Mountain Mint


Great black wasp (Sphex pensylvanicus).

These large, black wasps are specialist in orthoptera. They provision their underground burrows, or nests, with grasshoppers and katydids.

Note the blue sheen to the wings of this large wasp.

Thread-waisted wasps of the ammophila variety provision their burrow nests with caterpillars or sawfly larvae.

Thread-waisted wasp (Ammophila procera).
Long and lean, this thread-waisted wasp dips into the tiny flowers of mt. mint.

Great-golden digger wasps (Sphex ichneumoneus), like the great black wasp above, is an orthopteran specialist. It too uses grasshoppers and katydids to stock the chambers of its burrow nest.

Great golden digger wasp (Sphex ichneumoneus).
Oblivious to its surroundings this golden digger concentrates on extracting nectar from the mint’s tiny flowers.

Both bees and wasps seem mesmerized by the diminutive flowers.

Female carpenter bee focuses on nectar.
This carpenter bee strayed onto a bee balm growing amongst the mint.

Indirectly attracted to the flowers, there lurks an insect which may at first appear to be a bee, but is not here for the nectar.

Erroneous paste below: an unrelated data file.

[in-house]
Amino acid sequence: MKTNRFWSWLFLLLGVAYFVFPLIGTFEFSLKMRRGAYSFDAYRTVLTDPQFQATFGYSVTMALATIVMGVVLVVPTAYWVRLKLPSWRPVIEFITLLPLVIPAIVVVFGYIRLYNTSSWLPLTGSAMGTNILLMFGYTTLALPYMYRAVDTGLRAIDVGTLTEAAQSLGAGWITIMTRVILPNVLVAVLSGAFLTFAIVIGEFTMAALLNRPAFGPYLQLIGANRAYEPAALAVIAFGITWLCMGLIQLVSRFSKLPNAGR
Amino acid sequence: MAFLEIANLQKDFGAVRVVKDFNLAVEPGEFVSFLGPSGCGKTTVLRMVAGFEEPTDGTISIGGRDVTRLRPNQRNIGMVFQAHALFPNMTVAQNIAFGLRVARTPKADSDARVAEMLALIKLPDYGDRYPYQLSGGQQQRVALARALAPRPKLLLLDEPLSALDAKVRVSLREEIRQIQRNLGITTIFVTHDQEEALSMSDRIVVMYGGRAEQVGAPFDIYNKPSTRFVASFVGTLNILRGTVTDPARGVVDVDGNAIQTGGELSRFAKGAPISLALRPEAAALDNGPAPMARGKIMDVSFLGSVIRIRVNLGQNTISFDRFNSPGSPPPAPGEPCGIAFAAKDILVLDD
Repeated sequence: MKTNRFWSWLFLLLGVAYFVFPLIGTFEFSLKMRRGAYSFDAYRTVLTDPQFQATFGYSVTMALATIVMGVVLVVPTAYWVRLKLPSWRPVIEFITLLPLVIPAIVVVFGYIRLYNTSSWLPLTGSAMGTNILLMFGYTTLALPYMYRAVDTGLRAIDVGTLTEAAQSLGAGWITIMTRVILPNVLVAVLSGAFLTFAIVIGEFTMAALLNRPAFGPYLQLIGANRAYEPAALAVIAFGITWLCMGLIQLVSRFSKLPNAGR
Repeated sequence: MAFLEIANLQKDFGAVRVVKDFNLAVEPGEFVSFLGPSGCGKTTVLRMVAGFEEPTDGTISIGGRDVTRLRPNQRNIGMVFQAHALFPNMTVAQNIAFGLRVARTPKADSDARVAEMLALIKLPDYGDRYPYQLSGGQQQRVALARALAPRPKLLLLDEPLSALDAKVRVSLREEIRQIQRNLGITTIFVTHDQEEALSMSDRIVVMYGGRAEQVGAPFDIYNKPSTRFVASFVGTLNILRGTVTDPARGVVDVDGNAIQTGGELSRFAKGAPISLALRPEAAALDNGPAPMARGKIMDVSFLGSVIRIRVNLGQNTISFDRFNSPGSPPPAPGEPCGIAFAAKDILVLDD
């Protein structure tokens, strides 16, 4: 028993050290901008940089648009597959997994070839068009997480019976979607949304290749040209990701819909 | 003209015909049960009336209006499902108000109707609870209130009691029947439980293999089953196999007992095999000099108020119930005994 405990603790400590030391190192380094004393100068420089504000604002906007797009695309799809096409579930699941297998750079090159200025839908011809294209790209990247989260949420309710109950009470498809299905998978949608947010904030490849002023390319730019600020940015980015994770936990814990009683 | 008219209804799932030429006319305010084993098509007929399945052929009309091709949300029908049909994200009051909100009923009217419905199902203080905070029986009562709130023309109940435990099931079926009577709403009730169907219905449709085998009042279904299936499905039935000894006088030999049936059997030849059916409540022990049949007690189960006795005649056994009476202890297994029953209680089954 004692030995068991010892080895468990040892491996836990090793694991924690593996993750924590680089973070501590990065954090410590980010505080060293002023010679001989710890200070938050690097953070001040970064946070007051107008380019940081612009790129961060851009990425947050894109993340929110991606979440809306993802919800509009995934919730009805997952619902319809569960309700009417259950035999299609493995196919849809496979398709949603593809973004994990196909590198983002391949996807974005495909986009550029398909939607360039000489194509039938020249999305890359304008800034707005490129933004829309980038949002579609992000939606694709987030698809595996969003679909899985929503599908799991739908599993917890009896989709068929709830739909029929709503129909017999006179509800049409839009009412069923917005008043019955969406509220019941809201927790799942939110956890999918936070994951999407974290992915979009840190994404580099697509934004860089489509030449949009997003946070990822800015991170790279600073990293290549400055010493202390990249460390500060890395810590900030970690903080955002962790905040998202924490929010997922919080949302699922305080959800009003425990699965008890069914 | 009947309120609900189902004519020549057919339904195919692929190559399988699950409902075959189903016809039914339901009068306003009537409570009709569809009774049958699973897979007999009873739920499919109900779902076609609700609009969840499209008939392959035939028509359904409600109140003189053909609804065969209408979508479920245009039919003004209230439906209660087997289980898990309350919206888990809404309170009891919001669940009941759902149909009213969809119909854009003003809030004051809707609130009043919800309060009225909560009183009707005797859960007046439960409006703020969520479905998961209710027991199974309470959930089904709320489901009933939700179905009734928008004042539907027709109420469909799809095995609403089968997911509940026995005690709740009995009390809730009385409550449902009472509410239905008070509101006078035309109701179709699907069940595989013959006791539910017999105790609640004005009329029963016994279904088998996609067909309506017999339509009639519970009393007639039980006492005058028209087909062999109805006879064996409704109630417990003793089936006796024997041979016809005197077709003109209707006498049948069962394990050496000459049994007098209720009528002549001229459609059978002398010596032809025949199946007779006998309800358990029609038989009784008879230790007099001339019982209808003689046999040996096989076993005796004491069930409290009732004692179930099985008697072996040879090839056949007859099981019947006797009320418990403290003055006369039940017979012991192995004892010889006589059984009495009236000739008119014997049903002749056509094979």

Not a bee or wasp.

Robber flies of various kinds typically lay in wait in the vicinity of flowers and other “busy” insect locations in hopes of ambushing those who might be attracted to the flowers; bees, wasps, butterflies, true flies and more. They are swift and deadly predators.

The one pictured here looks to be a large robber fly known as a red-footed cannibalfly (Promachus rufipes). There are accounts of this species attempting to take down hummingbirds!

Red-footed cannibalfly (Promachus rufipes).

The mountain mint is indeed a very busy spot. But unless you stop and take a look, pause on your walk and observe, you may never notice what’s going on.

You have to walk directly pass the little patch of mint on the way to the Butterfly House and beyond. It’s just to your left as you pass the Farm Yard. Take a quick look.

Mountain mint on left with individual bee balm flowers sticking out of the top and purple coneflower leaning over path on right. The bees and wasps prefer the mint. (Cafe patio in background)

Don’t worry, even though there’ll be dozens of bees and wasps thoroughly and frenetically working over the flowers they’ll be too busy to pay much, if any, attention to you. There’s little danger of being stung. It is worth a look.

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